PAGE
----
Political momentum is building to revive the Office of Technology Assessment (OTA), a congressional agency that once provided lawmakers with nonpartisan technical expertise. Presidential candidates Elizabeth Warren and Andrew Yang have even made reviving the OTA planks of their platforms, with Yang making a plug for the OTA during the fifth Democratic debate.
Details aside, there appears to be an emerging consensus that the Constitution’s first branch is ill-prepared to tackle some of the most pressing challenges of the day and that it will need more and better technical resources to do so.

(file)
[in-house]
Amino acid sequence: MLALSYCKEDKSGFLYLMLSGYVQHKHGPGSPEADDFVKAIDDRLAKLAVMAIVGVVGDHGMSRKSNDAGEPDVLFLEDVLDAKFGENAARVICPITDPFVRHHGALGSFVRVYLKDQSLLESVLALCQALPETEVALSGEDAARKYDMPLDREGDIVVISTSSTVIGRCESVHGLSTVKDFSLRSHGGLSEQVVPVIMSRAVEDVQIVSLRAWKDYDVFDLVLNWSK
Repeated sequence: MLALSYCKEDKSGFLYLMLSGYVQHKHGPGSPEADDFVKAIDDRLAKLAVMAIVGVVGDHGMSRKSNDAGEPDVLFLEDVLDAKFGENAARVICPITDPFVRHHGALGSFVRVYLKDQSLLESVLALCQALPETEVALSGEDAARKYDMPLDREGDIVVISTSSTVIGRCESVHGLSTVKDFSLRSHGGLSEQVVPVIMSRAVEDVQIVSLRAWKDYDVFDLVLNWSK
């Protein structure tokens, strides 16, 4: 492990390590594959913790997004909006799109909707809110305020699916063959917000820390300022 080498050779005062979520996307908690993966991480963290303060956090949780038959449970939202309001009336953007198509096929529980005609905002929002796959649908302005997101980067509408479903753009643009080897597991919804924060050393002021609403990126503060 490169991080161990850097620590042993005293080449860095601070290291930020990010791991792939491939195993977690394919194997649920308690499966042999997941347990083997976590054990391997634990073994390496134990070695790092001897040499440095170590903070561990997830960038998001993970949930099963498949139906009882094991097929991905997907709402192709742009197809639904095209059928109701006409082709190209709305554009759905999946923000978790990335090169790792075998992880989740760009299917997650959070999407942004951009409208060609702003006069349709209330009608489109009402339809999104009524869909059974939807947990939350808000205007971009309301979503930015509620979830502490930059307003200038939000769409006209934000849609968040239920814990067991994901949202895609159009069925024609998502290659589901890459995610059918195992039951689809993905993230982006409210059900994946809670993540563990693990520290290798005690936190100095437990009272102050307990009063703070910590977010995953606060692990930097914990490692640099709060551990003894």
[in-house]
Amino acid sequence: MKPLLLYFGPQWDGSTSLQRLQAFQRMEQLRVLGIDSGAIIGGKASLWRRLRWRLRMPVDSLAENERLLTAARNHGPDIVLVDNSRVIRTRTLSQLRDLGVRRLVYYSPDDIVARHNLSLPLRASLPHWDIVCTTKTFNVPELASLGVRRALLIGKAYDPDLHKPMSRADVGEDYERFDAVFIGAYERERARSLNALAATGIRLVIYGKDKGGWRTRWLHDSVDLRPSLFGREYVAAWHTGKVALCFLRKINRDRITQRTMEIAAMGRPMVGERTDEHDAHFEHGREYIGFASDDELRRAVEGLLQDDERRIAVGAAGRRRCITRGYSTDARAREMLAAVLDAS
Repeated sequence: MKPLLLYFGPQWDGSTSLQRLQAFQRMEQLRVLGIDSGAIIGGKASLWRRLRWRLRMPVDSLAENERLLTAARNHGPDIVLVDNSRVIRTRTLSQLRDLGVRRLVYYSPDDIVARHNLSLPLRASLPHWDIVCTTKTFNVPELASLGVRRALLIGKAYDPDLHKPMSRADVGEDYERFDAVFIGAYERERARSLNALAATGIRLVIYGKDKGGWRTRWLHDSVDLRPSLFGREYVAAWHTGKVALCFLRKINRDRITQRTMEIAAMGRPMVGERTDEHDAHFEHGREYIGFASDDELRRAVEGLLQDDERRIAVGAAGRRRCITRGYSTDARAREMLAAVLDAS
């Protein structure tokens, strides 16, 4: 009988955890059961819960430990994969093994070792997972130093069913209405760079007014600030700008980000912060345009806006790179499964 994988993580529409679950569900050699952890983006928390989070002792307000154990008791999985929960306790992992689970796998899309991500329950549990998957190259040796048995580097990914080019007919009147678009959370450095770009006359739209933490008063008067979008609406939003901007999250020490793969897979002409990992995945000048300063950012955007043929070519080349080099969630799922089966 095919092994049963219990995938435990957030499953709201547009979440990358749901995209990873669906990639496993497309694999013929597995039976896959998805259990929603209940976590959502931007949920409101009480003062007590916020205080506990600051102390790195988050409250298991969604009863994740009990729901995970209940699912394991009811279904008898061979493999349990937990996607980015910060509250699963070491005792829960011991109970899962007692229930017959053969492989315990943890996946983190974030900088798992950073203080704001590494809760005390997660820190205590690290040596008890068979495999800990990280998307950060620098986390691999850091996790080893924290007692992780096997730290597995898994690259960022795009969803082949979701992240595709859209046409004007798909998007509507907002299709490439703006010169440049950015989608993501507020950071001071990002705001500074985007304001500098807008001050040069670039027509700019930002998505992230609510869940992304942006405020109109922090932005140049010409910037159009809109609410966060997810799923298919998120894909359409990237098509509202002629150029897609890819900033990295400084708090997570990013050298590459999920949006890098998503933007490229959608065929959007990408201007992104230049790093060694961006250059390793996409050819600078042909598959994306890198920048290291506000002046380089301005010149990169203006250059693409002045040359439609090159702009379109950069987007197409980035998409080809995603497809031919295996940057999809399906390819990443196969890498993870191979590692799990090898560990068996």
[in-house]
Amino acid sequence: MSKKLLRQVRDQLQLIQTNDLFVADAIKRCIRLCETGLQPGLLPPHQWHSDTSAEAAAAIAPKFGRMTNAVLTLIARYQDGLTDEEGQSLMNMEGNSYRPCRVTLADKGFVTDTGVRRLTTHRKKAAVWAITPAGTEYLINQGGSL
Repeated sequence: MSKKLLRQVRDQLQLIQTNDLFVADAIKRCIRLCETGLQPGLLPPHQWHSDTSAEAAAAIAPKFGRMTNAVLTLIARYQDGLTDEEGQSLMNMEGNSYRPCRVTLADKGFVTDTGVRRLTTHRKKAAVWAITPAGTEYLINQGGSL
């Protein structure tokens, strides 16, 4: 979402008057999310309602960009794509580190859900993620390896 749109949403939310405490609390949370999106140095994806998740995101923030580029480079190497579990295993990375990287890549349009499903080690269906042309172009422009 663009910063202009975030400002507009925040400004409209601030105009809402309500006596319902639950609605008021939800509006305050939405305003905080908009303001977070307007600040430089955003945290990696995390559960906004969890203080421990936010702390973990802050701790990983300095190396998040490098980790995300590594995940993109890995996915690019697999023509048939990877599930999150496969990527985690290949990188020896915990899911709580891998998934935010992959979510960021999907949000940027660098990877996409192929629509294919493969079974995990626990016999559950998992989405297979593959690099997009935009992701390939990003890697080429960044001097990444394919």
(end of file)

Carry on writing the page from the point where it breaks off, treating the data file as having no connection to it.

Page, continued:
Democrats have been leading the OTA charge so far, but there are good reasons for Republicans to join the fight, as my colleague Zach Graves and I have argued elsewhere. At a moment when left and right have become preoccupied by the ethical and social implications of emerging technologies — from Big Tech and cybersecurity to automation and biotechnology — as well as the dangers posed by executive power, conservatives and progressives alike should support efforts to equip Congress with the tools it needs to weigh the positives and negatives of emerging technologies and to deliberate about what actions to take, if any. While this would not be a silver bullet, the alternative — the status quo — is to leave such political questions to unelected experts within the executive branch.